Minimize and Maximize can find exact global optima for a class of optimization problems containing arbitrary polynomial problems. However, the algorithms used have a very high asymptotic complexity and therefore are suitable only for problems with a small number of variables.
FindMinimum only attempts to find a local minimum, therefore is suitable when a local optimum is needed, or when it is known in advance that the problem has only one optimum or only a few optima that can be discovered using different starting points.
Even for local optimization, it may still be worth using NMinimize for small problems. NMinimize uses one of the four direct search algorithms (Nelder–Mead, differential evolution, simulated annealing, and random search), then fine-tunes the solution by using a combination of KKT solution, the interior point, and a penalty method. So if efficiency is not an issue, NMinimize should be more robust than FindMinimum, in addition to being a global optimizer.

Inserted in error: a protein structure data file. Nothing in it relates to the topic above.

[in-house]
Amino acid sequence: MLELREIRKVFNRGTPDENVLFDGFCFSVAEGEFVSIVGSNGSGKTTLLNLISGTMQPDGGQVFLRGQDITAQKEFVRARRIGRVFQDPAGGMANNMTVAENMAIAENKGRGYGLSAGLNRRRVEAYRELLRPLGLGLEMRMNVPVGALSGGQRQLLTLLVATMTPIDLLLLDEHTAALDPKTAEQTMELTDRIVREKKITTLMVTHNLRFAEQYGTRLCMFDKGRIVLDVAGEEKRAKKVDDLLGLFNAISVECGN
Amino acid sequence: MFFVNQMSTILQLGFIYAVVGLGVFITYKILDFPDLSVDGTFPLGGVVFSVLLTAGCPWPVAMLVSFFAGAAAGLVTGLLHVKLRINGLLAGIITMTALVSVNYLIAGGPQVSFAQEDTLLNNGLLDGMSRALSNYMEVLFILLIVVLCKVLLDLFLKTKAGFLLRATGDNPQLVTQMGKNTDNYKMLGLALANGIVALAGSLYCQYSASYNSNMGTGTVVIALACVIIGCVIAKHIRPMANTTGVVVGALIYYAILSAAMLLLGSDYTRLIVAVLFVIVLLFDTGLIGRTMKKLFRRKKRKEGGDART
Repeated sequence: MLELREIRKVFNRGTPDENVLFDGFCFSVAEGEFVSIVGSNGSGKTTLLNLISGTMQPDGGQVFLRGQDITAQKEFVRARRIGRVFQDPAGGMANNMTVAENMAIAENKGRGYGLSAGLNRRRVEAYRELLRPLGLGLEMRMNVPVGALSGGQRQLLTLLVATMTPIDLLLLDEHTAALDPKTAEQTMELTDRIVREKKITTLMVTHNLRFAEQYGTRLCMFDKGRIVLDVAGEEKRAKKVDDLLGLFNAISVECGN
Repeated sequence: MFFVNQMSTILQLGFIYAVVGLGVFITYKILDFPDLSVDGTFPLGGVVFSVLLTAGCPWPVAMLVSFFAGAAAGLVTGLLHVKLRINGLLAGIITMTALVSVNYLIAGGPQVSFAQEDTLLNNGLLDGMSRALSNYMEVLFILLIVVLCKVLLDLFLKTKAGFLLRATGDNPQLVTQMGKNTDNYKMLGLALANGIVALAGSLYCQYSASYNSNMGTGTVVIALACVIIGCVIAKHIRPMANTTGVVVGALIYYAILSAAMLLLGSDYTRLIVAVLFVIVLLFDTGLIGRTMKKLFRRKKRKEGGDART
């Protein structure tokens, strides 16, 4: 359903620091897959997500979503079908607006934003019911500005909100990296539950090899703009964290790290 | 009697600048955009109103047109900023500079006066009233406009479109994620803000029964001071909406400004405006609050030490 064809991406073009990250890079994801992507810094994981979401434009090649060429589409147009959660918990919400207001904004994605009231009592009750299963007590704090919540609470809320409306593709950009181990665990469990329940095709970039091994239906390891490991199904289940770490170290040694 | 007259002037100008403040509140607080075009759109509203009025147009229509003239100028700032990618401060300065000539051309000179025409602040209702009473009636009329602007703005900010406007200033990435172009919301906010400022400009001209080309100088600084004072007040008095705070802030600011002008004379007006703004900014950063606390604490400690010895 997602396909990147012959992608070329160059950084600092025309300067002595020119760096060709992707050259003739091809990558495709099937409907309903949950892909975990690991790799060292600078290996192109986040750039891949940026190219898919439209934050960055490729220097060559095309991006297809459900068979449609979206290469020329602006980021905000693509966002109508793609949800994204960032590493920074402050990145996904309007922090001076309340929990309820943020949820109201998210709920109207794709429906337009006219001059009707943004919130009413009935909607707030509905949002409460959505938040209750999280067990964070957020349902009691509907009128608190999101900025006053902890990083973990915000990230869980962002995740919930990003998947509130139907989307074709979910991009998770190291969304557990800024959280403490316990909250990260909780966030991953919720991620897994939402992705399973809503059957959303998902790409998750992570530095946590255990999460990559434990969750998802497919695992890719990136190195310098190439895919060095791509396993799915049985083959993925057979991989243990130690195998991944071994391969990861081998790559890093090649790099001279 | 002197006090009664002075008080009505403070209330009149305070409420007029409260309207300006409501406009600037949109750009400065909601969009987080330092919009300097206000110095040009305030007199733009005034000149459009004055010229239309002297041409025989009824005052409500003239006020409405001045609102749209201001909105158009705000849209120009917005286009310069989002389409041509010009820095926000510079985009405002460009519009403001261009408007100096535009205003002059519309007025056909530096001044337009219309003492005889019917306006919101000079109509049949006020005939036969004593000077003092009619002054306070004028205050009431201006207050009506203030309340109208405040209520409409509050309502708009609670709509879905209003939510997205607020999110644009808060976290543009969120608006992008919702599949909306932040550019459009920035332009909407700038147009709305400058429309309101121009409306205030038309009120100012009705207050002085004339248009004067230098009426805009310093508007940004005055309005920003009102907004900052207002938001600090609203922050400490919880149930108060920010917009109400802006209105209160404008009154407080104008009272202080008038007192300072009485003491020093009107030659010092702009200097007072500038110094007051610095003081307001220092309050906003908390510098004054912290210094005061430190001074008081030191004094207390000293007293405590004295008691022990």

This shows the default behavior of NMinimize on a problem with four variables.
This shows that two of the post-processors, KKT and FindMinimum, do not give the default result. Notice that for historical reasons, the name FindMinimum, when used as an option value of PostProcess, stands for the process where a penalty method is used to convert the constrained optimization problem into unconstrained optimization methods and then solved using (unconstrained) FindMinimum.
However, if efficiency is important, FindMinimum can be used if you just need a local minimum, or you can provide a good starting point, or you know the problem has only one minimum (e.g., convex), or your problem is large/expensive. This uses FindMinimum and NMinimize to solve the same problem with seven variables. The constraints are relatively expensive to compute. Clearly FindMinimum in this case is much faster than NMinimize.